In December, we discussed the implications of Groupon’s pact with public Wi-Fi network provider JiWire as a potentially significant next step for social commerce — hyperlocal group buying that leverages geotargeting to serve nearby deals to connected customers. The partnership has now gone live across JiWire’s footprint of more than 30,000 locales (cafes, coffee shops, airport lounges) in areas where Groupon is present.
David Staas, JiWire senior VP of marketing, gave BIA/Kelsey a sneak peek into Groupon’s hyperlocal design, and the implications for potential customers who can now access a collection of deals within a certain distance of a given location.
Ad formatting will roll into the JiWire Compass template, which initially appears as a standard display ad, but when clicked on, opens up into a richer, app-like experience with geofencing and mapping capabilities.
JiWire’s network automatically determines a user’s location and then searches for locally relevant deals. Results show how many local deals were found and their distance from that location. The deals are listed as tiles (or “snapshots”) in a left-hand column, and are adjacently mapped across the rest of the ad. Clicking on a tile brings up full information on the deal in the format that Groupon subscribers are accustomed to (savings, number of deals available, time remaining to buy).
The partnership is still developing, with Stass acknowledging that experimenting and learning are key objectives. Right now, JiWire is only aggregating and optimizing existing Groupon deals, but this could evolve to include deals sold specifically for its network. Furthermore, it is still trying to answer “what is the proximity sensitivity?” In other words, how far is a customer willing to travel within a city for a really good deal?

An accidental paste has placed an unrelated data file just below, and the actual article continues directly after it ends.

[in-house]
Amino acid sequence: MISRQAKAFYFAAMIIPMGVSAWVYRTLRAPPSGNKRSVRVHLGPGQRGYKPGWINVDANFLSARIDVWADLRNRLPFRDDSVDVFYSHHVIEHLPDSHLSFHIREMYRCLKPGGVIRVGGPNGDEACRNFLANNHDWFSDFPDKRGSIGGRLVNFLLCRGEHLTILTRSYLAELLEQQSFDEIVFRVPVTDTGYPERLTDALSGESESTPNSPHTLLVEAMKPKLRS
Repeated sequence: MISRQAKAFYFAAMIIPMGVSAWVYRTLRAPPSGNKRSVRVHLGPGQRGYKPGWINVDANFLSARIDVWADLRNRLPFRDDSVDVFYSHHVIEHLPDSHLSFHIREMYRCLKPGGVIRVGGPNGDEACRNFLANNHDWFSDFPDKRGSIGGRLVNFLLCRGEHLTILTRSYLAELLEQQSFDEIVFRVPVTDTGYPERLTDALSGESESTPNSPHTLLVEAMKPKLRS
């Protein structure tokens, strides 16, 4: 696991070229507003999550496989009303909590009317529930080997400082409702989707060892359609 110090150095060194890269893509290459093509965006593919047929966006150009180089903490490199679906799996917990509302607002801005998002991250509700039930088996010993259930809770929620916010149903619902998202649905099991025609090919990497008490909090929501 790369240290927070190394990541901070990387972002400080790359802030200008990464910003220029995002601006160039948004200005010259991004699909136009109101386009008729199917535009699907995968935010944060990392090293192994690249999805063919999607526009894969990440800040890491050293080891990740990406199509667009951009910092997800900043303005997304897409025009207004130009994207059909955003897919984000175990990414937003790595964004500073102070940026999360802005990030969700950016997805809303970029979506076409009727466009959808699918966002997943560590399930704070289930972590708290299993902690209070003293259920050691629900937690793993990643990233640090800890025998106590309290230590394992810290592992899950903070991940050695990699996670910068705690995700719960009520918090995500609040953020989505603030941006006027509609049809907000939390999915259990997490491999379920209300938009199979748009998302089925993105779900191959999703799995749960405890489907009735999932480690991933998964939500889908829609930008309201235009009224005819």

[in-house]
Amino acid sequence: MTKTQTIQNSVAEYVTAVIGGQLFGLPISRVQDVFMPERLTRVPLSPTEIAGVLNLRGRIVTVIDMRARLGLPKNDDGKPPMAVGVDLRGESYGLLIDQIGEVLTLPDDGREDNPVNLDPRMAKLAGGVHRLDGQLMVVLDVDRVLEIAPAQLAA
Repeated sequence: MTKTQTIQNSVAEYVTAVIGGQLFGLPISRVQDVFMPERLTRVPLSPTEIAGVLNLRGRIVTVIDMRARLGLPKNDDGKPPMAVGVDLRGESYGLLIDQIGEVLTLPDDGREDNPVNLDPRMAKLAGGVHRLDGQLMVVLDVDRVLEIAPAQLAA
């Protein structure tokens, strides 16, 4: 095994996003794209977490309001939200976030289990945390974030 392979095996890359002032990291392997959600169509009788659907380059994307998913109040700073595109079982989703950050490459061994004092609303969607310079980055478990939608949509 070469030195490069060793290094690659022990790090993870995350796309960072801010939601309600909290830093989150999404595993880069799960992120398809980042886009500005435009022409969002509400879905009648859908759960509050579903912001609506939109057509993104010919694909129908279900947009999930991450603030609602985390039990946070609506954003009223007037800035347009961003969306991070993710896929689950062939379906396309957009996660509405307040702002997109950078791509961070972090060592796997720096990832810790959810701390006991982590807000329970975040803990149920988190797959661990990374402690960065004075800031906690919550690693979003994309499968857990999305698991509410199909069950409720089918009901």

This is a question that daily deal companies are asking as they probe new ways to effectively target and drive additional inventory. Staas believes that “location can be a targeting attribute.” Groupon’s chief competitor, LivingSocial, has introduced sub-metro deals in cities such as New York and Washington, D.C., where simply getting a deal in that metro may not be enough. Now Groupon is moving location targeting to a more micro, and mobile, level.
Location targeting and verticalization are already emerging as principle differentiators in the noisy group buying space. Both will see continued development in 2011.